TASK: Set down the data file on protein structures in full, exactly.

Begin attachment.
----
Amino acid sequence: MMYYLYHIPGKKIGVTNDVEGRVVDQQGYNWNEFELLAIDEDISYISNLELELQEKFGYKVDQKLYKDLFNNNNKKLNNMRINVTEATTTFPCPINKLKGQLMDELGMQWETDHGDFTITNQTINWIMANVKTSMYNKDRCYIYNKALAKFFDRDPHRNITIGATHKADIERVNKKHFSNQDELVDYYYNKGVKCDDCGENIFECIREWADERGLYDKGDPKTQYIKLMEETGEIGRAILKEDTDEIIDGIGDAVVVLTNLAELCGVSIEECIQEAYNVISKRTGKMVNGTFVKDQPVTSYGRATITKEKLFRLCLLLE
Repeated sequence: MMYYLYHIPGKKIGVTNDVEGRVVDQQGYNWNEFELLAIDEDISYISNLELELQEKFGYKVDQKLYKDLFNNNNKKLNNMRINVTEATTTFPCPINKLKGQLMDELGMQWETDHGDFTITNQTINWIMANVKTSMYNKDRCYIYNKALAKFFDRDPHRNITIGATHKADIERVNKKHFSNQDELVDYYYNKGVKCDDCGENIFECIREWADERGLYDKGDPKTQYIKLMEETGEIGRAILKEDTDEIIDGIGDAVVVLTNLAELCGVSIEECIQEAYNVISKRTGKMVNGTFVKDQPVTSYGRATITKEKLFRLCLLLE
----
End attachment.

Amino acid sequence: MMYYLYHIPGKKIGVTNDVEGRVVDQQGYNWNEFELLAIDEDISYISNLELELQEKFGYKVDQKLYKDLFNNNNKKLNNMRINVTEATTTFPCPINKLKGQLMDELGMQWETDHGDFTITNQTINWIMANVKTSMYNKDRCYIYNKALAKFFDRDPHRNITIGATHKADIERVNKKHFSNQDELVDYYYNKGVKCDDCGENIFECIREWADERGLYDKGDPKTQYIKLMEETGEIGRAILKEDTDEIIDGIGDAVVVLTNLAELCGVSIEECIQEAYNVISKRTGKMVNGTFVKDQPVTSYGRATITKEKLFRLCLLLE
Repeated sequence: MMYYLYHIPGKKIGVTNDVEGRVVDQQGYNWNEFELLAIDEDISYISNLELELQEKFGYKVDQKLYKDLFNNNNKKLNNMRINVTEATTTFPCPINKLKGQLMDELGMQWETDHGDFTITNQTINWIMANVKTSMYNKDRCYIYNKALAKFFDRDPHRNITIGATHKADIERVNKKHFSNQDELVDYYYNKGVKCDDCGENIFECIREWADERGLYDKGDPKTQYIKLMEETGEIGRAILKEDTDEIIDGIGDAVVVLTNLAELCGVSIEECIQEAYNVISKRTGKMVNGTFVKDQPVTSYGRATITKEKLFRLCLLLE